New Jersey has enacted legislation creating:

  • an elective entity-level alternative income tax (AIT) for pass-through businesses; and
  • an offsetting credit to taxpayers who receive income from a pass-through business paying the alternative tax.

The new law takes effect immediately and applies to tax years beginning after 2019.

The new law is New Jersey’s latest response to the controversial $10,000 limitation on individual state and local tax deductions introduced by the federal Tax Cuts and Jobs Act of 2017 (TCJA). The federal limitation applies for tax years beginning after December 31, 2017 and before January 1, 2026. The TCJA does not limit the deduction of state and local taxes for business entities and New Jersey’s new law seeks to bring parity to the treatment of business taxes paid by PTEs and business entities traditionally subject to tax on entity level income.

As designed, an electing PTE would deduct the AIT when determining its federal income. Allowing a PTE to deduct its AIT as a business tax at the entity level reduces the owners’ distributive share of federal taxable income. The AIT is not deductible when computing the PTE’s New Jersey income.

Elective Entity-Level Alternative Income Tax

A pass-through entity with at least one member subject to New Jersey income tax on pass-through entity’s proceeds can elect to pay alternative tax. A pass-through entity is an S corporation, partnership, or a limited liability company. In order to pay at the entity level, all members of the entity must agree.

A pass-through entity paying the pass-through business entity income tax will be excluded from a combined group, and from filing a combined return, if:

  • all of the members of the pass-through entity are taxpayers otherwise liable for the New Jersey gross income tax; and
  • no business entity taxed as a corporation has a direct, indirect, beneficial, or constructive ownership or control of the pass-through entity.

An entity electing to pay the alternative tax must make a return on or before the 15th day of the third month after the close of the entity’s tax year. Estimated tax payments will be due on the 15th of the fourth, sixth, ninth, and first month after the close of the tax year.

The Entity Tax. An electing entity must pay tax on the sum of each owner’s share of distributive proceeds attributable to the pass-through entity for the taxable year.  “Distributive proceeds” include the net income, dividends, royalties, interest, rents, guaranteed payments, and gains of a PTE from New Jersey sources which are taxable under the GIT.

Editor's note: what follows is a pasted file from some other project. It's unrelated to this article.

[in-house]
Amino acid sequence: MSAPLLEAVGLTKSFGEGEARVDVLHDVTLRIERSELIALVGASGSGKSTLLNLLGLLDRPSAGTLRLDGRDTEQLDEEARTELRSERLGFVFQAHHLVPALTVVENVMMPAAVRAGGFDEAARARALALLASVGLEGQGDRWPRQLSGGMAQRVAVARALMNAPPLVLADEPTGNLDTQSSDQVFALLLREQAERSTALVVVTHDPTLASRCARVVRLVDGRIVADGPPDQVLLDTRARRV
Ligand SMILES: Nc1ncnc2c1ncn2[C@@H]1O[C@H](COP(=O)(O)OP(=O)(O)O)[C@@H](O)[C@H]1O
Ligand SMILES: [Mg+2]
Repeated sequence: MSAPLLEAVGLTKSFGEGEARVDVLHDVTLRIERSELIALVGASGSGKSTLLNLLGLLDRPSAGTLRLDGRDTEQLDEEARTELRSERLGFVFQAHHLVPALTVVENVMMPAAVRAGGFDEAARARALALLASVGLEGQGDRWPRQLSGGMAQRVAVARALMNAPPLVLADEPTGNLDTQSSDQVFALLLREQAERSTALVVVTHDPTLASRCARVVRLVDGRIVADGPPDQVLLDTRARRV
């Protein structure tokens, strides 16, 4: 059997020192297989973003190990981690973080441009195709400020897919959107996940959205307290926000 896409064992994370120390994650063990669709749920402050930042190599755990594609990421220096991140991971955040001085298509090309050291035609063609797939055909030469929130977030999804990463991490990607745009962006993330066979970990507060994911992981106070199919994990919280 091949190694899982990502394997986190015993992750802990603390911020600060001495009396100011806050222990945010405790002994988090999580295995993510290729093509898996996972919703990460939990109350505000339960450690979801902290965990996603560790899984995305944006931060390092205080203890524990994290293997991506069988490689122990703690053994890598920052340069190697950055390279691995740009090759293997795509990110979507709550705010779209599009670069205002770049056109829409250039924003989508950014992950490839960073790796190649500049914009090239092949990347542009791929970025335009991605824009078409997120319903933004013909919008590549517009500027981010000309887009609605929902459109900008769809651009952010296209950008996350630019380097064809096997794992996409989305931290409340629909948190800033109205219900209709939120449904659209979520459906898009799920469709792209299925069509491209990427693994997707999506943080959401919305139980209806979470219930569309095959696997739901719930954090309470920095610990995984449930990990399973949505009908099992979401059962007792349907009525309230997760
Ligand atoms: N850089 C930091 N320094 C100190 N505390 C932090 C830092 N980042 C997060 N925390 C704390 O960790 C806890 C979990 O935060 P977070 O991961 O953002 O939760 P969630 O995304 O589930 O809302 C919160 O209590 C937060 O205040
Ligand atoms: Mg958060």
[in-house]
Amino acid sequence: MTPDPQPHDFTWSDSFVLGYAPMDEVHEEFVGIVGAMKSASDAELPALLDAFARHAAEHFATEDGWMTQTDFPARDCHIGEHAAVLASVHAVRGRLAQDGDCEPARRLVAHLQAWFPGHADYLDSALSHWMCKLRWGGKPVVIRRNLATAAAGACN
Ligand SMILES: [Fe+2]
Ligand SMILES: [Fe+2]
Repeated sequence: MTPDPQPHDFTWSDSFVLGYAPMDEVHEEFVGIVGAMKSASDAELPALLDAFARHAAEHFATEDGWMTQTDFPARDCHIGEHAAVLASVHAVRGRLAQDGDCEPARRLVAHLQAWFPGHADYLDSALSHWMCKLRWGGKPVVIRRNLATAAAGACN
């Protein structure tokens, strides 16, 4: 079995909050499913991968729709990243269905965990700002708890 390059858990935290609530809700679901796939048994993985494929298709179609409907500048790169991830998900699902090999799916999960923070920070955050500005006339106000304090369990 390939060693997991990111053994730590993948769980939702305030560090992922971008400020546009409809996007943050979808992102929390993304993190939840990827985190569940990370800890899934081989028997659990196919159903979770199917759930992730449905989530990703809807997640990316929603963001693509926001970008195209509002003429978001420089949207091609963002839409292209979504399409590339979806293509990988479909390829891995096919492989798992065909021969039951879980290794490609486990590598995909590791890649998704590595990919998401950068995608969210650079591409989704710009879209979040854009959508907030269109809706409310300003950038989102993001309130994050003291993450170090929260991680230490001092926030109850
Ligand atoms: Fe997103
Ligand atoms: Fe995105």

Tax Rate

The tax rate on the share of each distribution will be:

  • 5.675%, if the distributive proceeds of the pass-through entity are less than $250,000;
  • 6.52%, if the distributive proceeds of the pass-through entity are less than $1,000,000, but greater than or equal to $250,000;
  • 9.12%, if the distributive proceeds of the pass through entity are less than $3,000,000, but greater than or equal to $1,000,000; or
  • 10.9%, if the distributive proceeds of the pass through entity are greater than or equal to $3,000,000.

Offsetting Credit

Taxpayers who are member of a business opting to pay the alternative income tax, are allowed a refundable gross income tax credit. The amount of the credit is equal to the member’s pro rata share of the tax paid. The credit is applied against the gross income tax liability of the member in the tax year. The credit allowed to a trust or estate can be allocated to beneficiaries or used against the liability of the estate or trust.

A corporation that owns a pass-through business opting to pay the alternative income tax is allowed business tax credit. The credit may be carried forward for up to 20 years. The amount of the credit will equal the member’s pro rata share of the tax paid. The credit cannot reduce the corporation’s tax liability below the statutory minimum.

IRS Reaction. Some commentators have raised federal tax concerns regarding optional PTE taxes, like that enacted by New Jersey. The IRS recently issued final rules prohibiting the use of state tax credits for donations made to charitable funds created under state programs. Yet the IRS has not addressed the federal deductibility of PTE-level taxes. It remains unclear whether the IRS will address the federal tax consequences of state PTE taxes. Until it does, there will be some uncertainty regarding the federal deduction of PTE taxes.

 

 

 

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